In 1977 I bought a one-way ticket to Bali. I landed around midnight in a thunderstorm and woke the next morning as if I'd stepped into a fairytale. The jewelled toad in the bathroom, the little bananas and the thermos of tea by my door for breakfast, the quiet women sweeping the sandy courtyard under bright red and purple bougainvillea and, when I ventured out, the market – all seemed magical. I got to know a local family, went to the temple with them, learned the names of exotic fruits and gave away most of what I had in my backpack. When I set off for Java and the rest of my big OE I felt wiser and ready to meet the world. (I had yet to learn that 'the World' is not like Bali!)
Last month, thanks to my friend Brigid making the arrangements, I returned to Bali for the first time in over 30 years. I knew things would be different - Bali and I have both, well, matured in the past few decades – but I thought I was ready for that.
Some things are the same – the heat, the flowers, the god images dressed in checked cloth or brocade, the little floral offerings on footpaths and dashboards in the mornings. Some are better – the hotels for mid-range (middle-aged!) tourists are lovely with tiled floors, clean bathrooms and pretty gardens, even a swimming pool sometimes. Gado gado, nasi goreng and the famous black rice pudding are still staples and breakfast regularly includes fruit cut in pretty patterns. The Balinese are gentle, adaptable hosts and warungs everywhere are keen to meet the tourists' needs.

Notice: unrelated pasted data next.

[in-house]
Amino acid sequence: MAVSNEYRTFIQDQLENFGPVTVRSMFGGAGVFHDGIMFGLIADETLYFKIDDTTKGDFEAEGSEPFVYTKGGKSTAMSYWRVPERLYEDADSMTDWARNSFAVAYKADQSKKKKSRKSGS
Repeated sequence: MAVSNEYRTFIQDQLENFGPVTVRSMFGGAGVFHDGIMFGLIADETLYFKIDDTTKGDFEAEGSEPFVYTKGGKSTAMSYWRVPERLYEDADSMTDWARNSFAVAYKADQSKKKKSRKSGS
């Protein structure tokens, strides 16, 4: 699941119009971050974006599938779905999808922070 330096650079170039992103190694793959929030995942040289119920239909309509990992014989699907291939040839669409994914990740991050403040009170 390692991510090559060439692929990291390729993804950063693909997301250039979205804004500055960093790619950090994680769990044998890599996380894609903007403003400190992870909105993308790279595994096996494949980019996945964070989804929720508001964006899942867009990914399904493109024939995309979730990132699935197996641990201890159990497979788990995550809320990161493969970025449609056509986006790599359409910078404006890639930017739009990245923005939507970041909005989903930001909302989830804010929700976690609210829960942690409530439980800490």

Perhaps a bit too keen. Bali has become hooked on the tourism drug. Street after street in the airport/Kuta area caters for tourists' eating and shopping needs. Some of the souvenirs (rudely worded bumper stickers, carved wooden penises) are crass and others are made in China. Where there were once sandy lanes lined with trees and flowers, surrounded by ricefields, there are sealed roads full of traffic which link up to create a modern Asian town with little to distinguish it from any other Asian town. A horse and cart, as seen often in 1977, would never survive in Denpasar now!
Of course, the Balinese want scooters to take their children to school, convenience stores and a cash income to make life simpler, besides which the population growth, of Balinese and other Indonesians as well as tourists, is very evident and bound to have an impact on ricefields and cute thatched houses.
Every day of my week's holiday involved enjoyable experiences – snorkelling among rainbow-coloured fish off the beach at Amed, visiting Ubud market, watching the wife and tiny daughter of the hotel owner take incense and offerings round each shrine in the garden, being greeted 'Selamat pagi' by little old ladies on an early morning walk, eating, eating, eating. But I had a sense of unease that the only way I could be in touch with local people was via a few words when they brought me my meal or my drink or handed me the towel for the hotel pool and the only way I could see aspects of Balinese life or spirituality was to pay my money and stare from the sidelines. Which is fair enough, why should I intrude? Far better that tourists stick to tourist places and let life go on unmolested elsewhere. But the focus on my pleasure at the expense of genuine connection saddened me.
As I shelled out money for comfortable hotels and drivers with air-conditioned cars I thought of that young woman in her hippie clothes, heaving her backpack into a bemo among the baskets of fruits and chickens and sitting down with the local women in their sarongs. How she despised the rich middleclass tourists who insulated themselves from the reality of the place. I wondered, have I become that kind of person?